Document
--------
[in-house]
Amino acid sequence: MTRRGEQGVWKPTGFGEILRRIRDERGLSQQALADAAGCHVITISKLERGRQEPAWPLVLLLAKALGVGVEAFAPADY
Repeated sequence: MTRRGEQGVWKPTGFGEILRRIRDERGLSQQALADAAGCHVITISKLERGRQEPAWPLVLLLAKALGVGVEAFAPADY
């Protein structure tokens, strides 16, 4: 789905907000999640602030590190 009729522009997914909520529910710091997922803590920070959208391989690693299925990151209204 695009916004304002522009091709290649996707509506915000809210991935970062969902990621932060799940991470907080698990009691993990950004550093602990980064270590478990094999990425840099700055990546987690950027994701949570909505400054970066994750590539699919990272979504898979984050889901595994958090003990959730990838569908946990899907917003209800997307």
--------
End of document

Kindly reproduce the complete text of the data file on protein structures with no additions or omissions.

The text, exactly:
[in-house]
Amino acid sequence: MTRRGEQGVWKPTGFGEILRRIRDERGLSQQALADAAGCHVITISKLERGRQEPAWPLVLLLAKALGVGVEAFAPADY
Repeated sequence: MTRRGEQGVWKPTGFGEILRRIRDERGLSQQALADAAGCHVITISKLERGRQEPAWPLVLLLAKALGVGVEAFAPADY
């Protein structure tokens, strides 16, 4: 789905907000999640602030590190 009729522009997914909520529910710091997922803590920070959208391989690693299925990151209204 695009916004304002522009091709290649996707509506915000809210991935970062969902990621932060799940991470907080698990009691993990950004550093602990980064270590478990094999990425840099700055990546987690950027994701949570909505400054970066994750590539699919990272979504898979984050889901595994958090003990959730990838569908946990899907917003209800997307």